The light that does pass through the sample then travels through the objective lens which magnifies the image, then the ocular lens, where the image is further magnified before it finally reaches your eyes. These lenses determine the magnification of the image and the resolution your microscope can achieve. You achieve the highest resolution when your image is in focus, which you can control using the focus knobs on the side of the microscope.

You may be wondering why there are multiple objective lenses. Each objective performs essentially the same task but has different magnifying powers. When you look at the side of an objective, you will see several pieces of information, but the most important (for now) is the magnification power, such as 4x, 10x, or 20x. A 4x objective magnifies the image four times the actual size, the 10x objective magnifies it 10 times, and so on.

The ocular lens also provides magnification and the power should be provided on the microscope; often this lens provides 10x magnification. To determine the final magnification of your image, multiply the magnification of your objective lens by the magnification of your ocular lens. For example, if you observe something using the 10x objective and your ocular lens is also 10x, you would actually be seeing a 100x magnified image of that object!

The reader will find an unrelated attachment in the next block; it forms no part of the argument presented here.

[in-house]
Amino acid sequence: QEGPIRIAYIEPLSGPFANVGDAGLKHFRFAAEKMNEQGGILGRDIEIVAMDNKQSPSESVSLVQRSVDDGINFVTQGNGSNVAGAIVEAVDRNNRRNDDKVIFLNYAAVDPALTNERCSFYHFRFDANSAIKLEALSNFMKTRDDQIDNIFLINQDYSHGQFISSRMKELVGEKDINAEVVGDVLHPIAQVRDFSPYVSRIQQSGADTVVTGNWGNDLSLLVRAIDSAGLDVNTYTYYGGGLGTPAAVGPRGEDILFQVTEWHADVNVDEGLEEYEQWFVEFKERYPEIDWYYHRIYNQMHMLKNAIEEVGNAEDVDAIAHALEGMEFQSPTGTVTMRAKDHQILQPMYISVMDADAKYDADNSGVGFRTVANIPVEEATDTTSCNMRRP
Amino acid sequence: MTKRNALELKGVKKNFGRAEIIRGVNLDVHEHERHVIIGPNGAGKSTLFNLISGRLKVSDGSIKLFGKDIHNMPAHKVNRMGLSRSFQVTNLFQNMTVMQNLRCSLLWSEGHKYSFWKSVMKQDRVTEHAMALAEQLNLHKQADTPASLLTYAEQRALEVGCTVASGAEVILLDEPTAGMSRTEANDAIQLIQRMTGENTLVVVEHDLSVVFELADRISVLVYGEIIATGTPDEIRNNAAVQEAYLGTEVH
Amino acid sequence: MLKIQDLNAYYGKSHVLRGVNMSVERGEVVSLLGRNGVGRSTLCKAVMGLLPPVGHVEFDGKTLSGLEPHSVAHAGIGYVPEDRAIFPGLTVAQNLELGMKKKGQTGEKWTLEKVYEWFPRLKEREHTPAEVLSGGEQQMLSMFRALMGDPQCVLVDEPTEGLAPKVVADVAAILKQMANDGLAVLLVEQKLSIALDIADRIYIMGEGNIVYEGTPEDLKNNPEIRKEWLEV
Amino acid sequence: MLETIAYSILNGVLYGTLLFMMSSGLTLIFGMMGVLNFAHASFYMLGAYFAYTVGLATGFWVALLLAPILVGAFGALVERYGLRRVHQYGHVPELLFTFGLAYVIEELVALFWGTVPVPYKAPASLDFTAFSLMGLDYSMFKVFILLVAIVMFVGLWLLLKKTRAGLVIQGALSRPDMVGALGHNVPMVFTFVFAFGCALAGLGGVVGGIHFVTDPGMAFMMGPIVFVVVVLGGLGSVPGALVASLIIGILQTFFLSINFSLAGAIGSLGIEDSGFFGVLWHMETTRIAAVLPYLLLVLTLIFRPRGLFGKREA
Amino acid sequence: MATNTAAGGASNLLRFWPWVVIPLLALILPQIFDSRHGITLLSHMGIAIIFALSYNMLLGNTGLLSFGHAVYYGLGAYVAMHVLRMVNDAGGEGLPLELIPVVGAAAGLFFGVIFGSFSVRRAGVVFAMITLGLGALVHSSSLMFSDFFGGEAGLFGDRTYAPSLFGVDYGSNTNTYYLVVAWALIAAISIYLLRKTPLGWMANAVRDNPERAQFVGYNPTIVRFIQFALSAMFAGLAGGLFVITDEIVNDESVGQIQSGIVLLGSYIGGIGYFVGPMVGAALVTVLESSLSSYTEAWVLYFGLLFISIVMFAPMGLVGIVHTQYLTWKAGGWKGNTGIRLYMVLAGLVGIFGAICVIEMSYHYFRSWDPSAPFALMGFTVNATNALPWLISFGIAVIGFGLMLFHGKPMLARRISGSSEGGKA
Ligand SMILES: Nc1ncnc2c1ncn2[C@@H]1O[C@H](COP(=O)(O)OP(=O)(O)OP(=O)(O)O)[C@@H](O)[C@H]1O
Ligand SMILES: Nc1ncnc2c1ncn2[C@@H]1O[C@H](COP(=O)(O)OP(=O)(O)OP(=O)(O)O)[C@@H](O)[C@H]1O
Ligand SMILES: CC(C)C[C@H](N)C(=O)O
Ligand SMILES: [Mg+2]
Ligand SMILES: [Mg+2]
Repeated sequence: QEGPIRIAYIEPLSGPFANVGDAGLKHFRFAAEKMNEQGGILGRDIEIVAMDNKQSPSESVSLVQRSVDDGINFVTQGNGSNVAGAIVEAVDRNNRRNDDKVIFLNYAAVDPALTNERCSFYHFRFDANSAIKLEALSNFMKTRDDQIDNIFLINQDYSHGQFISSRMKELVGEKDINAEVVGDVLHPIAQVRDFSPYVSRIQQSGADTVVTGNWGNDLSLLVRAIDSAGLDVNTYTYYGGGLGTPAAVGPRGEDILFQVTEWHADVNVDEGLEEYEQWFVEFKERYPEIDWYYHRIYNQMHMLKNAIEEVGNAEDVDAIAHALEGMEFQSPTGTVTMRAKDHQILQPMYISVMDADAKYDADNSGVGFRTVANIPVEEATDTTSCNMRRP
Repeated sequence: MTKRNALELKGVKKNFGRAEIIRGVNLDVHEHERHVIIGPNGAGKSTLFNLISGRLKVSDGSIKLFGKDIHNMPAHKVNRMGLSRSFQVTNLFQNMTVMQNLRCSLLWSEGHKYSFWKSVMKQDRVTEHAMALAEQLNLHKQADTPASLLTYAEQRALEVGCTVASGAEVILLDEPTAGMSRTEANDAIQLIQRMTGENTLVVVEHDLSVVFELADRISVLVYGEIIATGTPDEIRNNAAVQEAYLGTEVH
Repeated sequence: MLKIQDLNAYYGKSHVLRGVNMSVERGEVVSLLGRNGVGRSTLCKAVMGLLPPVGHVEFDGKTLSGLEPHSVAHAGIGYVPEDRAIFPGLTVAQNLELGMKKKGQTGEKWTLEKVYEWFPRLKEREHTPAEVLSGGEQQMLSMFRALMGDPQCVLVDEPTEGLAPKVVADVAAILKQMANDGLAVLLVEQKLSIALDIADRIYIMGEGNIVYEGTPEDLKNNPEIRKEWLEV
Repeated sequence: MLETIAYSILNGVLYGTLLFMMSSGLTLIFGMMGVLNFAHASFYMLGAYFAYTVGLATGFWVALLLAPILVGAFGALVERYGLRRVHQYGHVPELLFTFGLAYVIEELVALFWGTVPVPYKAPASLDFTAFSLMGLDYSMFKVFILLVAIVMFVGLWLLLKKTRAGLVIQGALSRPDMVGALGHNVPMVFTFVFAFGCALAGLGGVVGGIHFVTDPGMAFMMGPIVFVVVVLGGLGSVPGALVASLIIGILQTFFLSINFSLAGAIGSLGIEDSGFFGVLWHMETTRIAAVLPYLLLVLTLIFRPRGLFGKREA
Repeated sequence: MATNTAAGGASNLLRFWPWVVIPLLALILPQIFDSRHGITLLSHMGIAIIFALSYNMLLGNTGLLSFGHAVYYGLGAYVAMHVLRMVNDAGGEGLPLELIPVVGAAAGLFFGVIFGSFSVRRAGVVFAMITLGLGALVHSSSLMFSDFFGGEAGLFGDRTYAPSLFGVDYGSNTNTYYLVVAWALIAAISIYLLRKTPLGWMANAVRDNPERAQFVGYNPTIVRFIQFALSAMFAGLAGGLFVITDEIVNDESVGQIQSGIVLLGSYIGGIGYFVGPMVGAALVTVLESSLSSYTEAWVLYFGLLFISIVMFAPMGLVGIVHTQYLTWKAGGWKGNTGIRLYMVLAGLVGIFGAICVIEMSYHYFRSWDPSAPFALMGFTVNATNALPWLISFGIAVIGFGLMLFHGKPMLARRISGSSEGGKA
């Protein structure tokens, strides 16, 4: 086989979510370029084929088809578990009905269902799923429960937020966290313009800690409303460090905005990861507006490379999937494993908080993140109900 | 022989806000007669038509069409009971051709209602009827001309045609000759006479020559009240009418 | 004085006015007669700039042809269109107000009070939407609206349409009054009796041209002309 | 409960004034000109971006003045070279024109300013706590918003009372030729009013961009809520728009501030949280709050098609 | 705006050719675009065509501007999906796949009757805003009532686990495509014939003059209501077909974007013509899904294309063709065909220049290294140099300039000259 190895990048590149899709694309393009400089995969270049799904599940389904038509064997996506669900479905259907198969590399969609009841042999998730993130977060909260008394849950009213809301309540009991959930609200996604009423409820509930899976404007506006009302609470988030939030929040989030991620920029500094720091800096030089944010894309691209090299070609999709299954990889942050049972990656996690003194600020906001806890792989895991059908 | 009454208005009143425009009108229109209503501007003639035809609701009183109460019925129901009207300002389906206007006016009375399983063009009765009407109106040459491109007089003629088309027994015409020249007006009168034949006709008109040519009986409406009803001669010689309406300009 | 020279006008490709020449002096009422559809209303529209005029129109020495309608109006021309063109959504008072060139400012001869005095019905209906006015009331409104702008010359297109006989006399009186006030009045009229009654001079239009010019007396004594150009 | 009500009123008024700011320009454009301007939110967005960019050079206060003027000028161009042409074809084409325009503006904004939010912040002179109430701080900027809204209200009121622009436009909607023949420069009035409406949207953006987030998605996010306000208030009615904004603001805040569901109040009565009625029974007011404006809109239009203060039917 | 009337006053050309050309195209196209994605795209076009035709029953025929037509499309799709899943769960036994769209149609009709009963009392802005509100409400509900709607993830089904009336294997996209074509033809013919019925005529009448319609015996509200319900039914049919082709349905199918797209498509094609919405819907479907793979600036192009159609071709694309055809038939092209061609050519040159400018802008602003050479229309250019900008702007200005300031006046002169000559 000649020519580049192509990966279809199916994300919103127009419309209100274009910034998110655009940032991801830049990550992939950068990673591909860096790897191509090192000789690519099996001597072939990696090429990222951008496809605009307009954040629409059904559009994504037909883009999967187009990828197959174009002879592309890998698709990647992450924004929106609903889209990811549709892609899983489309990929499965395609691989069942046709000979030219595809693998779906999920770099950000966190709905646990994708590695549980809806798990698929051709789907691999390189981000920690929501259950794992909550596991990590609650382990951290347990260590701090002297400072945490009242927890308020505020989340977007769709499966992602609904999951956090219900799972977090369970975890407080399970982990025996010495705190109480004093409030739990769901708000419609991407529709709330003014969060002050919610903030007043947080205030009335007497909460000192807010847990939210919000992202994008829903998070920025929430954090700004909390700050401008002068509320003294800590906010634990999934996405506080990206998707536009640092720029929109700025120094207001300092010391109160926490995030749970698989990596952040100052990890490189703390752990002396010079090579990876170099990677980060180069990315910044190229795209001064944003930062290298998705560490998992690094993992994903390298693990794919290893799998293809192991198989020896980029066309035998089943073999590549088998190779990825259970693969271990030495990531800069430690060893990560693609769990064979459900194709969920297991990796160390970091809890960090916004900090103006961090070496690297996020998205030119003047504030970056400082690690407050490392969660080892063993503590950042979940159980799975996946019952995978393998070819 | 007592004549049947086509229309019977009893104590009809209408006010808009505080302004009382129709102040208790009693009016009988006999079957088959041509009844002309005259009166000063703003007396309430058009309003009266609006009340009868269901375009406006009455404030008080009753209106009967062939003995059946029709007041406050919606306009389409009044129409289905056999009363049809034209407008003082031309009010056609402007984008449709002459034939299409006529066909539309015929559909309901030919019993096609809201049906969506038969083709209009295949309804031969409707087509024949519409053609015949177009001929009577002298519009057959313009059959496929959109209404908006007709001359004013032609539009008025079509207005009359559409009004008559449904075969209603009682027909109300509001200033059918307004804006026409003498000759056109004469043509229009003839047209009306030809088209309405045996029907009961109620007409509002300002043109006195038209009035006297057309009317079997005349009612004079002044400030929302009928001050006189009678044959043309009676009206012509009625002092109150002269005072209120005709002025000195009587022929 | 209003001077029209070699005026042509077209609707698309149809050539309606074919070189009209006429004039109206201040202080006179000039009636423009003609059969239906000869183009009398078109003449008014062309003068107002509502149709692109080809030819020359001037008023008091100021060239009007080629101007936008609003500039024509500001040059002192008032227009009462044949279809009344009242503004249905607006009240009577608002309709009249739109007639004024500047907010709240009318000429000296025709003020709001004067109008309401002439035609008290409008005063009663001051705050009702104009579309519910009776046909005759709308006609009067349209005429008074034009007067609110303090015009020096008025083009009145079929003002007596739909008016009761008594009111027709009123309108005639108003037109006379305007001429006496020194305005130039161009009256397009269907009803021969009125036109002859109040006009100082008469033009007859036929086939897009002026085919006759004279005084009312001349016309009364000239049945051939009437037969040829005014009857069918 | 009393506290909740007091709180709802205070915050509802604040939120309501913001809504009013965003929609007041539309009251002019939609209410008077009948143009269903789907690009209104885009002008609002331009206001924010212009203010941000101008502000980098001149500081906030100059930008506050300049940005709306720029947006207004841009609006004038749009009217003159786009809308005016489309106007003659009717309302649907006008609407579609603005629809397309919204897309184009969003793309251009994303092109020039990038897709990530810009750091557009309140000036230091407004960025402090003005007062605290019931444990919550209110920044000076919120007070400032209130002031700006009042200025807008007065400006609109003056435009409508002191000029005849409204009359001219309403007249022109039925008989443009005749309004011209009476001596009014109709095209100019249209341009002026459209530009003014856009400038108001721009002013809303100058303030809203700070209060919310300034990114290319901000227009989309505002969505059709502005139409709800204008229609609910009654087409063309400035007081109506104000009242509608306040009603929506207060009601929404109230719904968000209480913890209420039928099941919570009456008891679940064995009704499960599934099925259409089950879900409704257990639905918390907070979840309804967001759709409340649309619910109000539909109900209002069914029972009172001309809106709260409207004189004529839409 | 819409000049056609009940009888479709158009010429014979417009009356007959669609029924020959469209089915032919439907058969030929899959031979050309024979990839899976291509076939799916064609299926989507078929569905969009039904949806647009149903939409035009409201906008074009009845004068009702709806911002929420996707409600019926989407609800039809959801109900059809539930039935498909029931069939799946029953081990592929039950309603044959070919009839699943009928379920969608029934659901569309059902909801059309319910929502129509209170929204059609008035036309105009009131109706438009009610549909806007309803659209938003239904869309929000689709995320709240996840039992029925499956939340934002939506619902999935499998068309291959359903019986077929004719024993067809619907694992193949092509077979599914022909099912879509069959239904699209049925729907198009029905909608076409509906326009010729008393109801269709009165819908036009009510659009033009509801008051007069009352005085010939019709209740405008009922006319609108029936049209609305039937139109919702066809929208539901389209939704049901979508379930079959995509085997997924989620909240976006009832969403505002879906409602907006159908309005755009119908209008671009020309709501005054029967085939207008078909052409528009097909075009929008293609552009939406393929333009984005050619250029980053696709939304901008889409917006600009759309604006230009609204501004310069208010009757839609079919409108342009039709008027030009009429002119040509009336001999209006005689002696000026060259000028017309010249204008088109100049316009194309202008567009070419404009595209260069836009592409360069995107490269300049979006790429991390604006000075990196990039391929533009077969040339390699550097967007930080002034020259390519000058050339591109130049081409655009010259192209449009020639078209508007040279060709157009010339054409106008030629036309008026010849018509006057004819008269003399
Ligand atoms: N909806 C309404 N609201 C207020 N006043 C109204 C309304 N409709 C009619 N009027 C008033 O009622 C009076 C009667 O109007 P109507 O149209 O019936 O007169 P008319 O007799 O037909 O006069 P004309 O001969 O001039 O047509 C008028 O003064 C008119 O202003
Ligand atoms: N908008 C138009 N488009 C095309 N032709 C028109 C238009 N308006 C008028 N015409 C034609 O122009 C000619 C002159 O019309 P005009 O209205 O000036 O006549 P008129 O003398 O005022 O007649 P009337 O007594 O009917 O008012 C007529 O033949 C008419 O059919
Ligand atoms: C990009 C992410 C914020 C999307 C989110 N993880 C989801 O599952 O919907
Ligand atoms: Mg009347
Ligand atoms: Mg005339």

• Light Microscope
  • Prepared Slides (or other sample that can fit on a microscope stage)


None needed


  1. Set up your microscope by removing any protective cover that may be on it and plugging in the power source for the light.
  2. *Pro-Tip* If you have to move your microscope around the lab, be sure to carry it with two hands - one hand supporting the base and the other holding the arm - or use a cart.

  3. Revolve the nosepiece so that the lowest power objective is directly over the stage. It is best practice to start with the lowest power objective to find your sample.
  4. Place your slide (or other sample type) on the microscope stage. If using a slide, you can secure it into place using the metal clips on the stage.
  5. Turn on the power source and use the stage arm to move the stage so that the light shines onto your sample.
  6. To ensure that your sample is adequately illuminated, look through the eyepiece. Adjust the power of the light source so that you can look through the eyepiece comfortably. Then, close down the diaphragm and use the coarse focus adjustment knob (the larger of the two focus knobs) until you can see the edges of the aperture are in focus. Center the aperture in your field of view and then slowly open the diaphragm until the edges are just out of view.